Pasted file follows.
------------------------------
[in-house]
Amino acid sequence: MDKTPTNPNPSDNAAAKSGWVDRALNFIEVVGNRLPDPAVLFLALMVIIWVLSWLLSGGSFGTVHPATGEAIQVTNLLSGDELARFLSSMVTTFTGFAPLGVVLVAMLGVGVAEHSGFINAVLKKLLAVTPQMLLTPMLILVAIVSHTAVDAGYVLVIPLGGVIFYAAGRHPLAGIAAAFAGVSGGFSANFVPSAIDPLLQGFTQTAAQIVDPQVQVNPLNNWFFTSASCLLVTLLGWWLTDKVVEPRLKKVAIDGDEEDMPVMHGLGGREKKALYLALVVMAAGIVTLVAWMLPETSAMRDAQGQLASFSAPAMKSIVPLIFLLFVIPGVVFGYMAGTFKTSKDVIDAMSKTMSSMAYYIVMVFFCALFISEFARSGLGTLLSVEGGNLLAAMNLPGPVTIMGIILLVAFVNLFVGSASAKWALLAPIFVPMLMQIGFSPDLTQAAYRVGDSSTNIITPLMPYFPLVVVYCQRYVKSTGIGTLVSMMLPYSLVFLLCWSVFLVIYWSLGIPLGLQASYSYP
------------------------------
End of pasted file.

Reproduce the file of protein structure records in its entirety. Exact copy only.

[in-house]
Amino acid sequence: MDKTPTNPNPSDNAAAKSGWVDRALNFIEVVGNRLPDPAVLFLALMVIIWVLSWLLSGGSFGTVHPATGEAIQVTNLLSGDELARFLSSMVTTFTGFAPLGVVLVAMLGVGVAEHSGFINAVLKKLLAVTPQMLLTPMLILVAIVSHTAVDAGYVLVIPLGGVIFYAAGRHPLAGIAAAFAGVSGGFSANFVPSAIDPLLQGFTQTAAQIVDPQVQVNPLNNWFFTSASCLLVTLLGWWLTDKVVEPRLKKVAIDGDEEDMPVMHGLGGREKKALYLALVVMAAGIVTLVAWMLPETSAMRDAQGQLASFSAPAMKSIVPLIFLLFVIPGVVFGYMAGTFKTSKDVIDAMSKTMSSMAYYIVMVFFCALFISEFARSGLGTLLSVEGGNLLAAMNLPGPVTIMGIILLVAFVNLFVGSASAKWALLAPIFVPMLMQIGFSPDLTQAAYRVGDSSTNIITPLMPYFPLVVVYCQRYVKSTGIGTLVSMMLPYSLVFLLCWSVFLVIYWSLGIPLGLQASYSYP